Knowing the outcome doesn't always make a choice easier...
Addison Coleman’s life is one big “What if?” As a Searcher, whenever Addie is faced with a choice, she can look into the future and see both outcomes. It’s the ultimate insurance plan against disaster. Or so she thought. When Addie’s parents ambush her with the news of their divorce, she has to pick who she wants to live with—her father, who is leaving the paranormal compound to live among the “Norms,” or her mother, who is staying in the life Addie has always known. Addie loves her life just as it is, so her answer should be easy. One Search six weeks into the future proves it’s not.
In one potential future, Addie is adjusting to life outside the Compound as the new girl in a Norm high school where she meets Trevor, a cute, sensitive artist who understands her. In the other path, Addie is being pursued by the hottest guy in school—but she never wanted to be a quarterback’s girlfriend. When Addie’s father is asked to consult on a murder in the Compound, she’s unwittingly drawn into a dangerous game that threatens everything she holds dear. With love and loss in both lives, it all comes down to which reality she’s willing to live through... and who she can’t live without.
What if you had the power to see the outcome of possible choices play out before you? Would you choose the more bearable option, even when it leads to losing a love so great and amazing? In Pivot Point, Addie Coleman finds out about her parents’ divorce and glimpses alternate futures to determine which path to take- only to find out that heartbreak is inevitable in both.
One little choice can make all the difference.
I was easily fascinated with Addie. Firstly, her voice, as projected through Kasie West’s writing was so very teenager. I enjoyed her casual sarcasm, her smarts and her general frame of mind. I loved even more than she was bookish! She’s a protagonist you could embrace and root for. Also, I think her superb mental capability to search futures was pretty cool. It was something unique and I very much welcomed the whole concept.
I think the book is propelled by the heroine and the rest of the characters, actually. Her best friend, Laila, is too awesome for words and also very crucial to the story. Laila, albeit a secondary character, has her own subplot- one that’s messed-up, sad and complicated. The friendship between Laila and Addie was utterly engaging and fun to read about. Addie’s parents, inspire of the unfortunate divorce, were present in each side of the possible choices. While we don’t get deeper when it comes to Addie’s relationship with her parents, I think it was good enough that her parents were around.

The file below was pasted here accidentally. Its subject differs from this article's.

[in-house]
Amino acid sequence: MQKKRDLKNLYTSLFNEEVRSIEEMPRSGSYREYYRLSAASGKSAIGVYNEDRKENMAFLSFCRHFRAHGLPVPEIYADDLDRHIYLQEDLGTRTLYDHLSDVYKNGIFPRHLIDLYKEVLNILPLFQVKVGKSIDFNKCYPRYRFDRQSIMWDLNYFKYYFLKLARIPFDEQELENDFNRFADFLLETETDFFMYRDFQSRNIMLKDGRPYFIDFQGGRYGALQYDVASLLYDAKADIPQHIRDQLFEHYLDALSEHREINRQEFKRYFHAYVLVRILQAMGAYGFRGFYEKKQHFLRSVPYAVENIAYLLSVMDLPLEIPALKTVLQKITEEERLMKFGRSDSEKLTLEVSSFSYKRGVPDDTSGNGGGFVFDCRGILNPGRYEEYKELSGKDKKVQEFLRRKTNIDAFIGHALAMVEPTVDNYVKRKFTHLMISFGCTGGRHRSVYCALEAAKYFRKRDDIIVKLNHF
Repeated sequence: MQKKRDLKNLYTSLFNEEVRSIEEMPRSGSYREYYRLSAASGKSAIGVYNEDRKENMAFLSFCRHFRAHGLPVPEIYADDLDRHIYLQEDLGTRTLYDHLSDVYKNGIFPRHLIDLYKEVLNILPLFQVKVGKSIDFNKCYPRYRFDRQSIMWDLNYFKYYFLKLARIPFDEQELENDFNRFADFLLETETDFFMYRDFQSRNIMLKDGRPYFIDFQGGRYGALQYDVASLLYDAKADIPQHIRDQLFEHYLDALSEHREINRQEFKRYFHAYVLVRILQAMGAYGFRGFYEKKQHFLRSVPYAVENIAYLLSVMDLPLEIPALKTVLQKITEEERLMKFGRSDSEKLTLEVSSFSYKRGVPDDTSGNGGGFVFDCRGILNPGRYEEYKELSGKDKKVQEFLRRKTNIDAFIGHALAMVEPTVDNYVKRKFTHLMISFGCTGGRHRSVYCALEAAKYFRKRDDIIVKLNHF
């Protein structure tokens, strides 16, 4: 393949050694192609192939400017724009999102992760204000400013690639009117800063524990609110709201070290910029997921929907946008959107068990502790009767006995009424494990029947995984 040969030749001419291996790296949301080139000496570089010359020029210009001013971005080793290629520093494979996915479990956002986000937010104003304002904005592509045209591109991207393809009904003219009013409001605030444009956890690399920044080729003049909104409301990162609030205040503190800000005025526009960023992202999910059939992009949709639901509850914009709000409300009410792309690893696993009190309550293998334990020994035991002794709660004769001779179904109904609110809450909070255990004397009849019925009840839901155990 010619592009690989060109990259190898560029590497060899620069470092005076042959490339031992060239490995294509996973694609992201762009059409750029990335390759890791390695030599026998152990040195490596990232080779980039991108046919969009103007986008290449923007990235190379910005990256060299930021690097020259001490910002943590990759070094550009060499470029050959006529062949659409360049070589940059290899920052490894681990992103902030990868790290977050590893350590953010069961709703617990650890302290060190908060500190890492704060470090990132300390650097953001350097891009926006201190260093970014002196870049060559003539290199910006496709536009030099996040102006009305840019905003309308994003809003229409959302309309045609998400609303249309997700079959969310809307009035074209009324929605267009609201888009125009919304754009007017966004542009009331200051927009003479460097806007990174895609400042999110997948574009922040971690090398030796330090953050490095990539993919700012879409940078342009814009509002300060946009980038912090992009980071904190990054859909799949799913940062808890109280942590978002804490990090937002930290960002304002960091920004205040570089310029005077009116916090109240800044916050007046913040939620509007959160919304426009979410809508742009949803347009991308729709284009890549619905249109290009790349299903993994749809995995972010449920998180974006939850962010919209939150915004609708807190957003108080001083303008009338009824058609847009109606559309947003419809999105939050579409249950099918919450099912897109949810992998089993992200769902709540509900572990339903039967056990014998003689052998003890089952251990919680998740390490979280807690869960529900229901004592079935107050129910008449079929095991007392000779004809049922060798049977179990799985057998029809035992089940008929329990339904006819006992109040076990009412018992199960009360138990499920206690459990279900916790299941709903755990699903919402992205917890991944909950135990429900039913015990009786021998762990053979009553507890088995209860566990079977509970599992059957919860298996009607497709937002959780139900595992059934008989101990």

“If you need something to hold on to until you feel grounded, I can make a pretty good anchor.”
Aside from friends and family, Addie has two budding love interests in Pivot Point, one from each alternative choice. On one hand is Duke, smirky, smug and a quarterback. On another is Trevor, cute, sweet nice guy who gets Addie. While I was a little drawn to Duke, out of curiosity, I was hands-down, all for Trevor. He was sensitive, caring, good-natured and ohmygoodness all the swoons!!!!
While I found this book engaging to read, I must say I was disappointed by the lack of action and world building. Pivot Point felt very much like a contemporary novel, just one with people who have super mental abilities, and while I would normally be in favor of the genre, I was not always so impressed than I probably would have been if the story structure and setting were more detailed.
An illusion is an illusion. Reality always exists despite the facade.
Having said that, I did really really like this book. It has a good plot and a wonderful set of characters. The ending leaves you completely wanting more- Kasie West doesn’t fail to seize her reader’s attention and heart.